copy the linklink copied!Executive summary

copy the linklink copied!Maintain efforts to manage water pollution and preserve nature

Denmark outperforms the OECD average for most of the Sustainable Development Goals. It has decoupled its greenhouse gas (GHG) and major air pollutant emissions from economic activity. Denmark ranks among the OECD countries with the lowest energy intensity, thanks to a proactive energy efficiency policy. It has experienced a boom in renewable energy resources over the last decade, with renewables rising from 15% to 35% of total primary energy supply, driven by strong political will and public acceptability. Denmark has become a world leader in wind energy technology thanks to the significant and growing support of electricity consumers (via the electricity bill). It is now committed to increasing the share of renewables in gross final energy consumption from 30% in 2020 to 55% by 2030.

Despite progress, environmental challenges persist. In spite of strong nitrogen pollution management policies over the past decade, Denmark still faces excessive levels of nitrogen discharges into its coastal waters, of which only 1.7% are in good ecological status. Denmark’s spatial planning policy promotes the interconnectivity of areas of interest for nature protection, but the nature protection policy does not set targets for protected areas other than biodiversity forests (which represent a very small part of Denmark’s land).

copy the linklink copied!Strengthen co-operation with municipalities to improve environmental governance

Denmark has a well-functioning environmental governance system at the central level. Particular assets include cross-party political agreements, proactive participation by civil society in policy making and high-quality advisory bodies. Socio-economic impact assessment of government decisions that may have an impact on the environment is used extensively, though not always systematically. Since 2007, Denmark’s 98 municipalities have been responsible for increasing aspects of environmental management. However, environmental rules have not always been applied in comparable ways countrywide. The government has used task forces and sharing of expertise to build capacity in municipalities. Expanding these efforts to domains and regions where municipalities face challenges will be important going forward.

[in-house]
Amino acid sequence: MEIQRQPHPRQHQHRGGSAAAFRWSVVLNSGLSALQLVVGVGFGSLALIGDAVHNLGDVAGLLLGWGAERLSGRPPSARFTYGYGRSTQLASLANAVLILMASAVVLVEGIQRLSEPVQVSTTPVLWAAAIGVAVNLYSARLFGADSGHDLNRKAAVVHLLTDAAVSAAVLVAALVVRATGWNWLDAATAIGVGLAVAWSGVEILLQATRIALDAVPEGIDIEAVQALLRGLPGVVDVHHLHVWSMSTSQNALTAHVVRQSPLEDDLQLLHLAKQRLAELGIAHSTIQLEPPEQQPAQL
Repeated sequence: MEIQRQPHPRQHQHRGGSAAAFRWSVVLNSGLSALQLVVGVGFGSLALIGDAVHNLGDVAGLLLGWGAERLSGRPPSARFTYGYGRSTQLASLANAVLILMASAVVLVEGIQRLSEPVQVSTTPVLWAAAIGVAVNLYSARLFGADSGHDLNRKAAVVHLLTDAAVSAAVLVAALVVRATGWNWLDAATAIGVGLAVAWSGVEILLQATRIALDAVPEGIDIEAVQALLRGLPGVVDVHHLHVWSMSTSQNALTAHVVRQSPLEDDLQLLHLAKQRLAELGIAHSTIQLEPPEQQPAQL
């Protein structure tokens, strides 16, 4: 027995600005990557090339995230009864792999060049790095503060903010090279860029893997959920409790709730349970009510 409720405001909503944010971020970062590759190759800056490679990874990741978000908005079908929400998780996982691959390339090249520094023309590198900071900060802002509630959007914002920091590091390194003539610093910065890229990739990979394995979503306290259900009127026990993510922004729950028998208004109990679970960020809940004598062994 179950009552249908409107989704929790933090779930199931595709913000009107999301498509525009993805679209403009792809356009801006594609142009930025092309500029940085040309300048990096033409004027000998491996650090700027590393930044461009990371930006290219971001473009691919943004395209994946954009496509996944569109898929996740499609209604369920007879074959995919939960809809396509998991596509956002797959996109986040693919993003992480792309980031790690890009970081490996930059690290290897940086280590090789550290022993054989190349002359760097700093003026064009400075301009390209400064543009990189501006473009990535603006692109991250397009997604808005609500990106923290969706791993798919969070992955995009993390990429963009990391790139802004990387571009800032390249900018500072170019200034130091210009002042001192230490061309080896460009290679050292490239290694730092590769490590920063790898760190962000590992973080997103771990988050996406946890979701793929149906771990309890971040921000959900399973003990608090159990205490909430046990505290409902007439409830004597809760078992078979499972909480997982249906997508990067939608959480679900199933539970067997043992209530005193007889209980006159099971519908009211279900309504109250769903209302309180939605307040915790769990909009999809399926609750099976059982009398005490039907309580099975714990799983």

Farmland takes up more than 60% of the surface area, making the agriculture sector a key player in the protection of the environment. Spatial planning and land banking are part of the strategies used to manage environmental protection in agriculture. In particular, municipalities must designate existing and potential natural areas on the Green Map and take them into account when preparing land use plans. Efforts to convert environmentally valuable farmland into natural sites through the Multifunctional Land Redistribution Fund could be scaled up, including through the mobilisation of private funds.

copy the linklink copied!Involve all sectors of the economy to move towards a carbon-free economy by 2050

Green growth is high on Denmark’s political agenda. The country aspires to achieve 100% green electricity by 2030 and zero net GHG emissions by 2050. It is one of the first countries to develop and implement a green energy strategy based on a broad political agreement. This Energy Agreement helps create a climate of trust for investors in clean energy and public acceptability to support the consumer prices of such energy. The 2018 Energy Agreement aims to further develop renewables and improve energy efficiency at market-like conditions. At the same time, energy tax concessions for businesses should be removed as they reduce incentives to save energy and reduce CO2 emissions.